Brass rubbing is currently closed
Visit our online shop to get your own mini brass rubbing.
What is brass rubbing? Brass rubbing in London and throughout the UK was a fashionable Victorian pastime that continues to be popular today. Visitors to churches wanted to take home a memento of their experience and brass rubbing was their inspired solution.
With some paper and a waxy crayon, visitors could trace over the brass monuments that were marking burial places and decorating the church. Eventually, this ‘rubbing of brasses’ caused damage but the desire to mark a visit in a creative way was more popular than ever. The dilemma was solved by creating sets of replica brasses to carry on the tradition without causing any damage to the fabric of the original monuments or stonework.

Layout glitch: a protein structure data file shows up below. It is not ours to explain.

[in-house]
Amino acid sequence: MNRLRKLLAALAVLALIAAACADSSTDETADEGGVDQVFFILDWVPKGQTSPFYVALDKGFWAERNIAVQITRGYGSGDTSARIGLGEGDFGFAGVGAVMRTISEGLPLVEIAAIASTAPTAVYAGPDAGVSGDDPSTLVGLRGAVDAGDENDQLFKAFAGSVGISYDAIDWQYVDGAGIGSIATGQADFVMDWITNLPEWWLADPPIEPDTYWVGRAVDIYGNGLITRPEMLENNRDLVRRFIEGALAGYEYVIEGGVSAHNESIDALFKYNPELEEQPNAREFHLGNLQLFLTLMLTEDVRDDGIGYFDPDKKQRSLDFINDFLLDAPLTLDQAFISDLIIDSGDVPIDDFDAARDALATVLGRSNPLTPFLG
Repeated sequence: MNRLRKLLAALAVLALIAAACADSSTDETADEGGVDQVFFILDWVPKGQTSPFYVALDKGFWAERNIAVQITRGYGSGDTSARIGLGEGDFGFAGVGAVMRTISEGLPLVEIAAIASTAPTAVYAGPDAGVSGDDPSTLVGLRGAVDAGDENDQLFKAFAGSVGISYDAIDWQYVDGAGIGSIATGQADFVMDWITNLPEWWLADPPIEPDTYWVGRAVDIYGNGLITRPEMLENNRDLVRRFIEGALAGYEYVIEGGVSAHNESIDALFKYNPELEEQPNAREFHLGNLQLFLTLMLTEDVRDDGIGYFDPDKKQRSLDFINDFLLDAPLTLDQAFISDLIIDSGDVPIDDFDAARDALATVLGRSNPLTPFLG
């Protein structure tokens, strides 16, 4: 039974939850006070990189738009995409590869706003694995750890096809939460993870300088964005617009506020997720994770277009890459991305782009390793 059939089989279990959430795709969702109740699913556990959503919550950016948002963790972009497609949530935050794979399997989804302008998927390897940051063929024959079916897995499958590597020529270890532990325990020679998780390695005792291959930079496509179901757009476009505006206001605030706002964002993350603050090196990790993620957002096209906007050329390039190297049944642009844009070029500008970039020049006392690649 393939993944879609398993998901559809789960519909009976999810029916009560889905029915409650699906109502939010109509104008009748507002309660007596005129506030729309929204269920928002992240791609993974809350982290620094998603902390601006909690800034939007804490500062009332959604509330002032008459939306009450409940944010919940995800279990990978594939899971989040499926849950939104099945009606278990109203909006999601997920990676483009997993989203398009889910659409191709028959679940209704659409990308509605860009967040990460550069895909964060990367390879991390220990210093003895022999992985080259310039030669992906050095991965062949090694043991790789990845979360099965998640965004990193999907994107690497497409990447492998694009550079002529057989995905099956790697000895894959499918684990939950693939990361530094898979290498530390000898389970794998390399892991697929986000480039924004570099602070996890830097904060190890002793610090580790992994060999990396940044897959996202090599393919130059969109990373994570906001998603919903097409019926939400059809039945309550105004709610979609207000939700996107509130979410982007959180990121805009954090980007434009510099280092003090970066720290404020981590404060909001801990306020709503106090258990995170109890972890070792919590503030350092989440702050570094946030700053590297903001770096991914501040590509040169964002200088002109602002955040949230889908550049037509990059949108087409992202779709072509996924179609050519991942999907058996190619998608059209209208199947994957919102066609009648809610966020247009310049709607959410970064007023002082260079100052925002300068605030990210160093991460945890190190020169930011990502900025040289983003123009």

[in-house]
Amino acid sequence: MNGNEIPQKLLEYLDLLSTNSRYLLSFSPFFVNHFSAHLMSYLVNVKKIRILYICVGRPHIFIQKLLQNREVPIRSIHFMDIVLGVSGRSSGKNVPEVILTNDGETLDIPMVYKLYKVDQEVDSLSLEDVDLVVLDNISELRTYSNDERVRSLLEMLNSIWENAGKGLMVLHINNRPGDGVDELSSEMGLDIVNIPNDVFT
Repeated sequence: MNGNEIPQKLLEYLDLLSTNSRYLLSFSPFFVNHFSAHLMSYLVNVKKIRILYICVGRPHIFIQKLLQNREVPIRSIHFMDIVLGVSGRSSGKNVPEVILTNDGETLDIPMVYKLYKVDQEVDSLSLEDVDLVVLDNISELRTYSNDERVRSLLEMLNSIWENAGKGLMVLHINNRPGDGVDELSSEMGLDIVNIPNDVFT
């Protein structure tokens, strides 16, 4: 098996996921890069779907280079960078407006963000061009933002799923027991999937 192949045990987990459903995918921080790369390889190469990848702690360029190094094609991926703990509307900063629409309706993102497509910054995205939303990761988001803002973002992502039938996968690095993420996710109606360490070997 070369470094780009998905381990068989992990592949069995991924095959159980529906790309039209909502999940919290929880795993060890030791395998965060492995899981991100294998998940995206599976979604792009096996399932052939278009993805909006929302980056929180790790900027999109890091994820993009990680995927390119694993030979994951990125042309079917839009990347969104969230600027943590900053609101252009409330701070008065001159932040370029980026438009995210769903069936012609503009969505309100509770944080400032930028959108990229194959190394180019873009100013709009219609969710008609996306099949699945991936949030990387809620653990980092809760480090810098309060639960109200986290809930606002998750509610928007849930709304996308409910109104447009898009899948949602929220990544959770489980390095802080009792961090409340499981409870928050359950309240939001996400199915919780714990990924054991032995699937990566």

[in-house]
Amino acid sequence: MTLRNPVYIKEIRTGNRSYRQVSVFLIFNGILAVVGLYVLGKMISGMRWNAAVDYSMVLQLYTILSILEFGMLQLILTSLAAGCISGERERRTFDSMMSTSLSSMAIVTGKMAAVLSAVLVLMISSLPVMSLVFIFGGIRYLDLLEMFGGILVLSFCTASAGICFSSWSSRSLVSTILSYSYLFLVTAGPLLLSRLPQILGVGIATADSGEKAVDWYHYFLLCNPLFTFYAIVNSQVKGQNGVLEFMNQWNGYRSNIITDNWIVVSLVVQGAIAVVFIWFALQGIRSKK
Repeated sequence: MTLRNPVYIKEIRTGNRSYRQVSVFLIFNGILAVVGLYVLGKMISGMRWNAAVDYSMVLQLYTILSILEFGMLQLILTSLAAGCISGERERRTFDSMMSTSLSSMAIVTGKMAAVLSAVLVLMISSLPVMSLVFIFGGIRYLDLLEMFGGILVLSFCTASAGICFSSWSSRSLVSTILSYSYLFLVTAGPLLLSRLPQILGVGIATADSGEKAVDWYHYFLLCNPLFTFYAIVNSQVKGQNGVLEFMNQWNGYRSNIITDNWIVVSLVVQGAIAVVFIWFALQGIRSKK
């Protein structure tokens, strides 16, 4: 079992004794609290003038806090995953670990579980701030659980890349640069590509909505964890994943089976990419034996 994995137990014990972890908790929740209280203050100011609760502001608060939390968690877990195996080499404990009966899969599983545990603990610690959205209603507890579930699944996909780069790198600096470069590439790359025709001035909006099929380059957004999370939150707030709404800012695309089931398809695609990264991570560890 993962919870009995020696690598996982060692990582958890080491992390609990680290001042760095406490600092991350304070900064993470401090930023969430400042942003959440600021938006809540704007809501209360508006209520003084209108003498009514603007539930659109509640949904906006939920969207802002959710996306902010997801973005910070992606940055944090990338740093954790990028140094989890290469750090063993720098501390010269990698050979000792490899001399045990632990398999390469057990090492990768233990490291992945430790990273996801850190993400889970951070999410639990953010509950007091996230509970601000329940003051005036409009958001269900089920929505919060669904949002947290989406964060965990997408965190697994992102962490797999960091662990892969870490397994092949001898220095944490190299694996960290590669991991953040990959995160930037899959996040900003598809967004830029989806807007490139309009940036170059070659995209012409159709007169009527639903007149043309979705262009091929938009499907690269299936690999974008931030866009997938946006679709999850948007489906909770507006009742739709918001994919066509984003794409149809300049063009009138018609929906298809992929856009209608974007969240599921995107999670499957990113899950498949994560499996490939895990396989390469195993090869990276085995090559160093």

Dick Sheppard Chapel
The Dick Sheppard Chapel is located downstairs in the Lower Crypt, and is open for quiet prayer or contemplation at certain times when the church is closed.
Please ask a member of staff for details if you’d like to use the chapel.
Visitors are welcomed to explore the church when a service, concert or rehearsal is not taking place. Self-guided Children’s Trail produced by the National Association of Decorative and Fine Arts Societies (NADFAS) are available on the tables at the entrances.
Art and exhibitions
St Martin’s hosts art exhibitions curated by charitable and cultural organisations. The Foyer, Gallery, and Courtyard provide a backdrop for these organisations to share their vision with visitors to St Martin’s.